Monday, December 4, 2006

Kicking Against the "Bricks"

I found this article the other day in the April, 1910 issue of the Mother’s Magazine. It was one of those “I just happened to open it to this page and it was exactly what I needed” moments.

“Kicking Against the ‘Bricks’” by May C. Ringwalt

“Mother,” questioned Dorothy, after the sermon, “what made Paul kick against the ‘bricks’? Didn’t he know that it was naughty?”
Dorothy’s prattle echoed through my thoughts long after the nursery days were over, when one Sunday afternoon, a little friend came to pour out her woes.
She had been forced to give up a cozy home to accept a clerkship in a dry goods store. I had not seen her for several months, and the change in her shocked me. Her girlish prettiness and vivacity were gone, her face was haggard, her bright eyes had a sullen expression, and the gentle tone of her voice had become sharp and irritable.
“My poor, dear child!” I cried, “is your work so hard?”
“Oh, it isn’t the work!” she retorted. “That is easy enough. But I hate it so! I’m kicking inside all the time!”

How is it with you, little mother, weary and worn? Have you tired yourself out honestly with good, hard work, or have you wasted strength and nerves kicking against the “bricks”?
For every life has a brick laid upon it: disappointed ambition, a lack of personal magnetism, a tongue-tied timidity, the want of executive ability in you who long to be a leader at your club, in the sewing-society, at the church entertainment; poverty-the grinding necessity of turning over a penny when your generous heart would spend lavishly, bestowing rich gifts upon friends, stretching out a helping hand to the needy everywhere; household drudgery-the scrubbing of a kitchen floor, the washing of dishes, pots and pans, when you have an artistic temperament, musical tastes, a soul for the beautiful.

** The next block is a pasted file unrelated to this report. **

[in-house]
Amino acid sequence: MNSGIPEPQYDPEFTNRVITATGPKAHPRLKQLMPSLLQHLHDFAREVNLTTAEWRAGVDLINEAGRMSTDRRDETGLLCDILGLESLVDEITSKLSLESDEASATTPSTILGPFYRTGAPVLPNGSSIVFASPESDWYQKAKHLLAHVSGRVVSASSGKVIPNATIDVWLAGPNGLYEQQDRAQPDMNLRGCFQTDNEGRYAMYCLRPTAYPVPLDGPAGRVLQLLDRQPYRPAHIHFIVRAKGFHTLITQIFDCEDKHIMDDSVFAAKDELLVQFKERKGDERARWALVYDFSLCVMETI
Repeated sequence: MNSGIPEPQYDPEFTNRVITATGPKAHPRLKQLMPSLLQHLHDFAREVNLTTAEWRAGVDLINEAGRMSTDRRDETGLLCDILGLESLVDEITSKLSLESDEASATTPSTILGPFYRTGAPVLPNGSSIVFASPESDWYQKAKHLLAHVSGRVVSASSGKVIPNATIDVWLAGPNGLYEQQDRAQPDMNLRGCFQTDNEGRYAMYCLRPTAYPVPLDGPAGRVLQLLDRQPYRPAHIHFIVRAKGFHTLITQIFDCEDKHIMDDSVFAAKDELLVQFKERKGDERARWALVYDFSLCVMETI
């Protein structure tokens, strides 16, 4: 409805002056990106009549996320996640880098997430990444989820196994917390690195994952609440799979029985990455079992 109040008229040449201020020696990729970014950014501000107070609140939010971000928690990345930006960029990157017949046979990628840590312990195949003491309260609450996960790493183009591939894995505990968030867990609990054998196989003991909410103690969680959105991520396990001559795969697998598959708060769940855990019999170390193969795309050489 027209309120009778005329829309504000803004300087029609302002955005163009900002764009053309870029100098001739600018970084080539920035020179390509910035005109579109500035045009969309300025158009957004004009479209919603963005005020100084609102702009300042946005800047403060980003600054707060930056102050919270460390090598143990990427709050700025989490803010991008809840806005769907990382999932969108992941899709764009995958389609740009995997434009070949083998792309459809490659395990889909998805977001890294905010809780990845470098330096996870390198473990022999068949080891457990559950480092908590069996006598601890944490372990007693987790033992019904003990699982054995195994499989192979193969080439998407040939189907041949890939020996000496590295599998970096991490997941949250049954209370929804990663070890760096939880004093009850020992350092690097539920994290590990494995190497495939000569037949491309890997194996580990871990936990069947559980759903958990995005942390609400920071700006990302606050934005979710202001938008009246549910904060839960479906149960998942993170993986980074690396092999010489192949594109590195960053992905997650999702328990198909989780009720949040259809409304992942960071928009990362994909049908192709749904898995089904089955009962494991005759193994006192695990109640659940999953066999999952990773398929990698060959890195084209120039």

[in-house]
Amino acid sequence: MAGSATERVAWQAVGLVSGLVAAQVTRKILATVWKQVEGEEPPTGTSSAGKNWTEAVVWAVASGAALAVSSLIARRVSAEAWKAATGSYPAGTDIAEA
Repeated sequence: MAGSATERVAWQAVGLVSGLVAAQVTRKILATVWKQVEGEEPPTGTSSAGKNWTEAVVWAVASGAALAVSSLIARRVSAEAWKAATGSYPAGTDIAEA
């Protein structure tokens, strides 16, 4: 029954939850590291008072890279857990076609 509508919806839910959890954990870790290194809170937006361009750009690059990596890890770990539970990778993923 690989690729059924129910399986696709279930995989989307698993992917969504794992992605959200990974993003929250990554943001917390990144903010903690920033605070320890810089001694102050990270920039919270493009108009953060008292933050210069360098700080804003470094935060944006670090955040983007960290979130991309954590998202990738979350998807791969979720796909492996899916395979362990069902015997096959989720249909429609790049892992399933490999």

Again Dorothy flashes in to mind. And as I picture the little one with the golden curls and mischievous baby face, her cunning red dress “grown shorter” since the before, I hear myself sigh:
“If mother doesn’t want to lose her little girl, she’ll have to put a brick on her head!”Perhaps thus, little mother, God has laid his brick upon you-to prevent you from growing up to arrogance, selfishness and sin; to keep you a little child in faith and loving dependence-the little child who alone can inherit the kingdom of heaven.

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